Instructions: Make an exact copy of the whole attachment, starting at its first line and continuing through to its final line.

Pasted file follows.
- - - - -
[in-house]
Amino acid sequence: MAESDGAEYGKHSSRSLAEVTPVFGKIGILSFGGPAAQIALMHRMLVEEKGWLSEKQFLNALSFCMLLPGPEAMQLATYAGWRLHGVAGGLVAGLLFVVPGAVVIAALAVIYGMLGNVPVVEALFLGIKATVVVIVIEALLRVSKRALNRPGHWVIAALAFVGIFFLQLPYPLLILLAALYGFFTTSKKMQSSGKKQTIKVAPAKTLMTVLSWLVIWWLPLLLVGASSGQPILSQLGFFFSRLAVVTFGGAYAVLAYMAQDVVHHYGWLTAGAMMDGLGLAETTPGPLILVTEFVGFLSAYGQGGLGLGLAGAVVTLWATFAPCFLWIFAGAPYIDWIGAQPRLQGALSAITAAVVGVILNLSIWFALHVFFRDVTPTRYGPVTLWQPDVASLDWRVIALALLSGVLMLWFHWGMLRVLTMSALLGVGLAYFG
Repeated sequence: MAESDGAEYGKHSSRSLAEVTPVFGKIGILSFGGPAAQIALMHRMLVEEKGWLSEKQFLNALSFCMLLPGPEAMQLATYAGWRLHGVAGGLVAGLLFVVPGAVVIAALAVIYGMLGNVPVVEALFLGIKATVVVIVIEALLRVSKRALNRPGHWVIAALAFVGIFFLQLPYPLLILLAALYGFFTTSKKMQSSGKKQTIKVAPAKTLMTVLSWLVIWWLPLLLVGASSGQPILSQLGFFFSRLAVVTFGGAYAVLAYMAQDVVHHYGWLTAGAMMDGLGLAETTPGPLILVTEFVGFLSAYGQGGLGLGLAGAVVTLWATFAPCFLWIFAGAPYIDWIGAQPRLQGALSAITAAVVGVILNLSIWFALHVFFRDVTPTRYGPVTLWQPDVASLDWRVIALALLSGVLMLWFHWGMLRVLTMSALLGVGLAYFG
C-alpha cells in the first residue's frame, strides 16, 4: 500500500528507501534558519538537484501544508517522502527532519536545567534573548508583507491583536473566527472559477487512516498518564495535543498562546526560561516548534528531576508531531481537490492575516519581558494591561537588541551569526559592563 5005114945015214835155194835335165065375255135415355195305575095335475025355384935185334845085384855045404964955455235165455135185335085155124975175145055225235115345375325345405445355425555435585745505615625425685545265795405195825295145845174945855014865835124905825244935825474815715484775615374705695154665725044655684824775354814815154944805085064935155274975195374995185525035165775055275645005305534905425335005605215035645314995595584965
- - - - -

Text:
[in-house]
Amino acid sequence: MAESDGAEYGKHSSRSLAEVTPVFGKIGILSFGGPAAQIALMHRMLVEEKGWLSEKQFLNALSFCMLLPGPEAMQLATYAGWRLHGVAGGLVAGLLFVVPGAVVIAALAVIYGMLGNVPVVEALFLGIKATVVVIVIEALLRVSKRALNRPGHWVIAALAFVGIFFLQLPYPLLILLAALYGFFTTSKKMQSSGKKQTIKVAPAKTLMTVLSWLVIWWLPLLLVGASSGQPILSQLGFFFSRLAVVTFGGAYAVLAYMAQDVVHHYGWLTAGAMMDGLGLAETTPGPLILVTEFVGFLSAYGQGGLGLGLAGAVVTLWATFAPCFLWIFAGAPYIDWIGAQPRLQGALSAITAAVVGVILNLSIWFALHVFFRDVTPTRYGPVTLWQPDVASLDWRVIALALLSGVLMLWFHWGMLRVLTMSALLGVGLAYFG
Repeated sequence: MAESDGAEYGKHSSRSLAEVTPVFGKIGILSFGGPAAQIALMHRMLVEEKGWLSEKQFLNALSFCMLLPGPEAMQLATYAGWRLHGVAGGLVAGLLFVVPGAVVIAALAVIYGMLGNVPVVEALFLGIKATVVVIVIEALLRVSKRALNRPGHWVIAALAFVGIFFLQLPYPLLILLAALYGFFTTSKKMQSSGKKQTIKVAPAKTLMTVLSWLVIWWLPLLLVGASSGQPILSQLGFFFSRLAVVTFGGAYAVLAYMAQDVVHHYGWLTAGAMMDGLGLAETTPGPLILVTEFVGFLSAYGQGGLGLGLAGAVVTLWATFAPCFLWIFAGAPYIDWIGAQPRLQGALSAITAAVVGVILNLSIWFALHVFFRDVTPTRYGPVTLWQPDVASLDWRVIALALLSGVLMLWFHWGMLRVLTMSALLGVGLAYFG
C-alpha cells in the first residue's frame, strides 16, 4: 500500500528507501534558519538537484501544508517522502527532519536545567534573548508583507491583536473566527472559477487512516498518564495535543498562546526560561516548534528531576508531531481537490492575516519581558494591561537588541551569526559592563 5005114945015214835155194835335165065375255135415355195305575095335475025355384935185334845085384855045404964955455235165455135185335085155124975175145055225235115345375325345405445355425555435585745505615625425685545265795405195825295145845174945855014865835124905825244935825474815715484775615374705695154665725044655684824775354814815154944805085064935155274975195374995185525035165775055275645005305534905425335005605215035645314995595584965